Have you heard about the lastest email scam?
Recently some clients are finding themselves victim to Display Name Spoofing. This highly targeted spam attack passes through mail-filtering solutions, unlike other spam emails. It involves mail sent from a registered email address on a valid domain (EG: email@example.com or firstname.lastname@example.org), but with the display name set to a key contact or partner of a user within the recipient organisation.
What this article will run you through:
- How this scam works
- Why is it bypassing anti-spam mail filter solutions
- What octavian is doing to combat display name spoofing
- What you can do to prevent email spam attacks
- Tips on spotting an email as illegitimate
The email displays the name of a key contact or someone you deal with regularly BUT the email address is incorrect. The problem is people rely on the display name rather than looking or checking what the actual email address is. Additionally, Outlook and most other email platforms show the display name over the email address for user friendliness.
Unfortunately, social media has created an avenue for scammers to source information about your company within seconds. It is simple to impersonate you or a colleague as scammers can find out personal information including your name, where you work, email, and job position within minutes.
To mislead a user, by impersonating a key contact or any user within the organisation, into transferring money into an account or infiltrating your systems and data.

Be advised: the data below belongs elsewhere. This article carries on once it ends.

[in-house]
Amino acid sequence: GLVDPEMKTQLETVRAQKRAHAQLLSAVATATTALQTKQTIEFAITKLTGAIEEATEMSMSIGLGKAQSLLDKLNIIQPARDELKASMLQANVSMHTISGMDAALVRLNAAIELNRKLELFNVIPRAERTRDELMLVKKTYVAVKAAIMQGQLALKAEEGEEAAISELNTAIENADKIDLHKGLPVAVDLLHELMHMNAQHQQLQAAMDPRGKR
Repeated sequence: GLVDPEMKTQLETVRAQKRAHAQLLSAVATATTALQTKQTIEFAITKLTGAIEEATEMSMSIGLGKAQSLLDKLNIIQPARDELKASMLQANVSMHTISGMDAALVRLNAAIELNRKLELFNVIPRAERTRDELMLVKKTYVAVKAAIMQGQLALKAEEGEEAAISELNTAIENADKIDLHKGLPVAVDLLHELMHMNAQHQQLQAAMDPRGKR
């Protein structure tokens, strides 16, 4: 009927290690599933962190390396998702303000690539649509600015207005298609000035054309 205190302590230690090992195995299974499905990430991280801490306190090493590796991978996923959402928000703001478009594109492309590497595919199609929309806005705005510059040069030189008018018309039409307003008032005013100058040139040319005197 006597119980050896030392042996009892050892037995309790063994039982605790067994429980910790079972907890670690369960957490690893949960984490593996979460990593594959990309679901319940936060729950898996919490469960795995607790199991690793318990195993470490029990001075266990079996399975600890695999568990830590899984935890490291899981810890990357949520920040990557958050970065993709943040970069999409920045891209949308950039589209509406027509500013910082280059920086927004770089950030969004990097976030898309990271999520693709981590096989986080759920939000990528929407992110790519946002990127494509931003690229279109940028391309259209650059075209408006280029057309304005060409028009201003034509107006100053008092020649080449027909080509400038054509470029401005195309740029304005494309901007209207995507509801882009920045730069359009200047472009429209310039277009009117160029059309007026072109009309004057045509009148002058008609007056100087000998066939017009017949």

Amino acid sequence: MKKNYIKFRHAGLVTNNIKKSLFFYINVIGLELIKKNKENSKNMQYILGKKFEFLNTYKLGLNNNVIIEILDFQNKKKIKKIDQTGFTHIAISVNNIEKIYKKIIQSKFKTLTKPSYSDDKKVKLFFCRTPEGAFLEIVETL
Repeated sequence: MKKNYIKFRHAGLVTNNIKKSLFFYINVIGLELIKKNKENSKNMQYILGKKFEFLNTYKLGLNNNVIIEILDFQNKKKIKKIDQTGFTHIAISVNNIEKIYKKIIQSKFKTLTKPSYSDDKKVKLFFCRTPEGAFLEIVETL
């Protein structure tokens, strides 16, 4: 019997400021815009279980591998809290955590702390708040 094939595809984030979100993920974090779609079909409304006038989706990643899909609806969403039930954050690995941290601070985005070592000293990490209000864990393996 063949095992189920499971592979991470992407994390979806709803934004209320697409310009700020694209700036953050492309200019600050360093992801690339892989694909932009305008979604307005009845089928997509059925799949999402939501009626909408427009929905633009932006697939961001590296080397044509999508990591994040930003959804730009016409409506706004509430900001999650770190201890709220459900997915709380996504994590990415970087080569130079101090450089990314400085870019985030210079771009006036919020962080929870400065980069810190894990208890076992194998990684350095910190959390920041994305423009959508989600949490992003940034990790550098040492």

For example, as you can see below, although the display name is Bill Gates the email address does not belong to Bill Gates:
How is it bypassing my anti-spam mail filtering solution?
The sender will appear legitimate upon casual inspection. This is because Outlook and some other email clients will show the display name over the email address for user-friendliness).
These emails will make it past the filter because they contain no suspicious content, only vague one line sentences requesting further information regarding an account or invoice. Some of these attack types will still attempt to deliver the usual trojans/crypto via a compromised URL or document attachment).
Once a user has responded to this vague query, it will be followed up with a request for payment to a certain account.
What octavian is doing.
If you are using our email security filter called MailProtect and Bitdefender Endpoint Security, even if these emails do arrive in your inbox, any malicious attachments, code or links has an extremely high chance of being caught before it causes you any problems. Even better if you use our additional advanced anti-malware layer called Heimdal.
What can you do?
The method of attack is not changing – just which firm they target! Please share this article with your team so they know what to look at for, and how to strengthen your firm’s defences with the below.
- Implement verbal clarification to any email money requesting a transfer for large sums of money
- If you receive an email requesting for a significant money transfer, call or text the person and confirm its legitimacy.
- If you’re unsure, call or email your IT support partner to check its legitimacy.
Tips to spot an email as illegitimate
- Suspicious or hidden email address.
- Non-personalisation or incorrect personal details.
- Misleading hyperlinks. Before clicking any links, hover over it and check the domain it is linking you to. If they look suspicious do not click them and instead refer to the companies website.
- Grammar and English can be very poor.
- The language and tone that the email is using is not consistent with how that person usually writes.
IT security concerns? – email@example.com or 0115 77 88 409